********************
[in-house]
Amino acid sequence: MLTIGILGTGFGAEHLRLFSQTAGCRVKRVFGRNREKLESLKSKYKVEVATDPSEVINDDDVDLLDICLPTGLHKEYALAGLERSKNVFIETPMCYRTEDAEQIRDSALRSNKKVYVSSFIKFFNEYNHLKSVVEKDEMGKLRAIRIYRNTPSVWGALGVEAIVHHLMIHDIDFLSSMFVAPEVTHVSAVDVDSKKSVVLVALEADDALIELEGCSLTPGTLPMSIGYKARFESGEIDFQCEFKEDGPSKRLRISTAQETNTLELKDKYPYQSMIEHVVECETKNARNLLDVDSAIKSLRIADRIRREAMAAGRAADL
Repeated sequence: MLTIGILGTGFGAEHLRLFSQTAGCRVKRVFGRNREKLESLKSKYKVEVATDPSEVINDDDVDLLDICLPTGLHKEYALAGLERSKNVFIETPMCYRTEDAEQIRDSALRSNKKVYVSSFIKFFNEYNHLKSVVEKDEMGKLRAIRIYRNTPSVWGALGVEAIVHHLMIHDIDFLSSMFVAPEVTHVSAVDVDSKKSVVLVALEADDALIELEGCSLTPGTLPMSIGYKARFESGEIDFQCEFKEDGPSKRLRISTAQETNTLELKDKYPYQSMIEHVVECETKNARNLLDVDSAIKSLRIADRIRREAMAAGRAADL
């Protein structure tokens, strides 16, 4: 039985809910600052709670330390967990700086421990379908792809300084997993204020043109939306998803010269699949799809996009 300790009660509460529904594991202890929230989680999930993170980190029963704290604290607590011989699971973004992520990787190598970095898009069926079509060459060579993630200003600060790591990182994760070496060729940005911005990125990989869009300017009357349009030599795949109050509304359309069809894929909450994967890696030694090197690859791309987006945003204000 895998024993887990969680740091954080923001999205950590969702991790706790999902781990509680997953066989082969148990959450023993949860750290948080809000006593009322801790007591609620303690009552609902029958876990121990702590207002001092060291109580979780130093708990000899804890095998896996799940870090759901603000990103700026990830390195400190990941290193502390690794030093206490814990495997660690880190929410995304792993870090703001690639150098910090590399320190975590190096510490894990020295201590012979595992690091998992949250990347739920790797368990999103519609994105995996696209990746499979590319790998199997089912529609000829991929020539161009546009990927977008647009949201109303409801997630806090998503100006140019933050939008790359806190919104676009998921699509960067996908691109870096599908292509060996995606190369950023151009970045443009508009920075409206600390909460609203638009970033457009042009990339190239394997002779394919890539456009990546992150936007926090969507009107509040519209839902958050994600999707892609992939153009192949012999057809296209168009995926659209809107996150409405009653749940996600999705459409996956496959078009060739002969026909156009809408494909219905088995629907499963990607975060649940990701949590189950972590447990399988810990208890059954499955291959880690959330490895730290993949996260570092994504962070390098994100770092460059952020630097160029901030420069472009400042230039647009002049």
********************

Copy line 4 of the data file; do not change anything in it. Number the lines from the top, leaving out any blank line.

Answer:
């Protein structure tokens, strides 16, 4: 039985809910600052709670330390967990700086421990379908792809300084997993204020043109939306998803010269699949799809996009 300790009660509460529904594991202890929230989680999930993170980190029963704290604290607590011989699971973004992520990787190598970095898009069926079509060459060579993630200003600060790591990182994760070496060729940005911005990125990989869009300017009357349009030599795949109050509304359309069809894929909450994967890696030694090197690859791309987006945003204000 895998024993887990969680740091954080923001999205950590969702991790706790999902781990509680997953066989082969148990959450023993949860750290948080809000006593009322801790007591609620303690009552609902029958876990121990702590207002001092060291109580979780130093708990000899804890095998896996799940870090759901603000990103700026990830390195400190990941290193502390690794030093206490814990495997660690880190929410995304792993870090703001690639150098910090590399320190975590190096510490894990020295201590012979595992690091998992949250990347739920790797368990999103519609994105995996696209990746499979590319790998199997089912529609000829991929020539161009546009990927977008647009949201109303409801997630806090998503100006140019933050939008790359806190919104676009998921699509960067996908691109870096599908292509060996995606190369950023151009970045443009508009920075409206600390909460609203638009970033457009042009990339190239394997002779394919890539456009990546992150936007926090969507009107509040519209839902958050994600999707892609992939153009192949012999057809296209168009995926659209809107996150409405009653749940996600999705459409996956496959078009060739002969026909156009809408494909219905088995629907499963990607975060649940990701949590189950972590447990399988810990208890059954499955291959880690959330490895730290993949996260570092994504962070390098994100770092460059952020630097160029901030420069472009400042230039647009002049």